Written opinions of counsel are gaining renewed interest as a valuable tool for avoiding enhanced damages for willful patent infringement following the Halo decision. A written opinion may set forth the factual and legal basis for finding a third party patent not infringed, invalid, and/or unenforceable. However, to be effective, the timing of the opinion may be critical.
September 2017 marks the planned release of the first iteration of the eCommerce Modernization (eMod) Patent Center (“the Alpha Release”), as well as the introduction of new EFS-Web and PAIR features by the USPTO. Effective September 10, features of the recently concluded eMod Text Pilot Program will be rolled out to the public. EFS-Web and Private PAIR users will be able to file structured text via EFS-Web and access structured text submissions and Office Actions via Private PAIR. Additionally, the Alpha Release, which is the next phase of the USPTO’s eMod Project that seeks to improve “the electronic patent application process by modernizing USPTO’s application filing and viewing systems,” will be made available to Pilot Program enrollees. The Alpha Release will include a new user interface and introduce new functionality that the USPTO aims to roll into future iterations of the Patent Center.
For declaratory judgment (DJ) actions concerning patents, whether a patent owner’s conduct is sufficient for there to be a real and immediate controversy is the usual jurisdictional hurdle. In BASF Plant Science, LP v. Nuseed Americas Inc., a District of Delaware court recently examined a different issue–who must be named as a defendant to support DJ jurisdiction when there is an exclusive patent licensee.
In a recent decision denying defendants’ motion for Rule 11 sanctions, the District of Massachusetts interpreted its local rule regarding the district’s filing deadline. The decision gives guidance to litigators regarding the use of the court’s electronic filing system.
- Despite the fact that no Local Rule for the District of Massachusetts expressly addresses the question of after-hours electronic service, the 6:00 p.m. filing deadline provides a “useful—and sensible—analogy for timeliness of electronic service.” Service on opposing parties should generally be filed by 6:00 p.m. of the due date.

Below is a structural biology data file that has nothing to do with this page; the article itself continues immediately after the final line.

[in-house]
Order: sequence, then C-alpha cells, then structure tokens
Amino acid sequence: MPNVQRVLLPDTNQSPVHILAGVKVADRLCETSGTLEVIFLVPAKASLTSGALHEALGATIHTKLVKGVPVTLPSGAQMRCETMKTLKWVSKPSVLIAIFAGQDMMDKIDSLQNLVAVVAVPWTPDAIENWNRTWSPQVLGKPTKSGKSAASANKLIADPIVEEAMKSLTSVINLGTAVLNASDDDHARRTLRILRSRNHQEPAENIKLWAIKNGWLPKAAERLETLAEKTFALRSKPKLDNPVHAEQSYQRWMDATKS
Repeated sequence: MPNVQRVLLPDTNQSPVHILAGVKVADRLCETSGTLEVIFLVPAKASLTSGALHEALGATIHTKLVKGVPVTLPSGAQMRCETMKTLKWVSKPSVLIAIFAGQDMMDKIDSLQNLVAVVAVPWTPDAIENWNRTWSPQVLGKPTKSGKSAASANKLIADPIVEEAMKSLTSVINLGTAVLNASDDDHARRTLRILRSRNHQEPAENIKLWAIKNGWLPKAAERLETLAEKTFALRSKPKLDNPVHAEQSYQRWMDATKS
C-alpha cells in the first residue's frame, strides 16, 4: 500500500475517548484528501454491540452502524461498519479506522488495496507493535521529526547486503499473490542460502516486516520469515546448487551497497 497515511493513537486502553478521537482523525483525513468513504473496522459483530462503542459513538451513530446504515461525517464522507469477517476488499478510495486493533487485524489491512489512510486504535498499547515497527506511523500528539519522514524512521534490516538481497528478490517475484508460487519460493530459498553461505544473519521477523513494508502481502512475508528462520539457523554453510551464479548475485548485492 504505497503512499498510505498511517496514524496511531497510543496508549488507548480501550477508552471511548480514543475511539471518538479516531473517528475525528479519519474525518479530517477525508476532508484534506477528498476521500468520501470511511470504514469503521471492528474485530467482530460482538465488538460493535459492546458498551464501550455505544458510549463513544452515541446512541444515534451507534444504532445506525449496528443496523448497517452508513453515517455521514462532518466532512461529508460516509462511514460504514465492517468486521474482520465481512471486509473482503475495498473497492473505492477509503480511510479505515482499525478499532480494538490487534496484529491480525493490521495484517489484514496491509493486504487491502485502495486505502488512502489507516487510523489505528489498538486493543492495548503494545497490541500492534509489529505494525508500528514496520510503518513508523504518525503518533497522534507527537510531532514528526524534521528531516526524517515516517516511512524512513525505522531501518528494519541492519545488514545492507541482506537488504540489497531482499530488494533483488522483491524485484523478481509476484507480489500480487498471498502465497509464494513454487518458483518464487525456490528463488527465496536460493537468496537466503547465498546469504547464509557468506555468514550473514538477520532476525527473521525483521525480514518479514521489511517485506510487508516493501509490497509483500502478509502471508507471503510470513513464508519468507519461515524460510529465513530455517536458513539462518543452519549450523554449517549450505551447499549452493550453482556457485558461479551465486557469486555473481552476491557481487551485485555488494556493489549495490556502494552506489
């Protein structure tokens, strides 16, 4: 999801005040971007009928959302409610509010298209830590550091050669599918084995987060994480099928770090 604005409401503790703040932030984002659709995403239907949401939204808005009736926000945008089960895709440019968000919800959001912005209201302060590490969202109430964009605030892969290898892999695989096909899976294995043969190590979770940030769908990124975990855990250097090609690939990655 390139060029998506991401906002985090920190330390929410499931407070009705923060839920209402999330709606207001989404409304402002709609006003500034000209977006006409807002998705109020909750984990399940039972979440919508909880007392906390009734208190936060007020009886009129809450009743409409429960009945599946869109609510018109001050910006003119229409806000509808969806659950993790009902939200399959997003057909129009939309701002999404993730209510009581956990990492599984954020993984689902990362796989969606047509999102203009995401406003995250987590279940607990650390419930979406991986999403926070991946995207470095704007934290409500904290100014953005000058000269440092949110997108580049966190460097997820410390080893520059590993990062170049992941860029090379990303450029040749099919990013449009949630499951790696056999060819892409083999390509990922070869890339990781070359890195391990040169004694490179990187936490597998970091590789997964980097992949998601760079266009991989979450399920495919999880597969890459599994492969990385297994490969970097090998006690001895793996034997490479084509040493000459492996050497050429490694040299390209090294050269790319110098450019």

Since 1995, the United States has allowed patent applicants to file provisional applications as an alternative to filing non-provisional utility patent applications (often referred to as “regular” or “conventional” applications). Provisional applications, which are typically less formal and therefore less expensive to prepare, have become a popular initial filing option for applicants seeking patent protection.1 Yet, despite their popularity, deciding whether to first file a provisional versus a regular, non-provisional application remains a dilemma for many companies and inventors. There is, indeed, more than just initial cost to consider in making that decision.
The following are several advantages you should keep in mind when developing your filing strategy and deciding the role to be played by provisional applications. Disadvantages of provisional applications will be covered in a separate, forthcoming post.
Maximizing the protection and value of intellectual property assets is often the cornerstone of a business's success and even survival. In this blog, Nutter's Intellectual Property attorneys provide news updates and practical tips in patent portfolio development, IP litigation, trademarks, copyrights, trade secrets and licensing.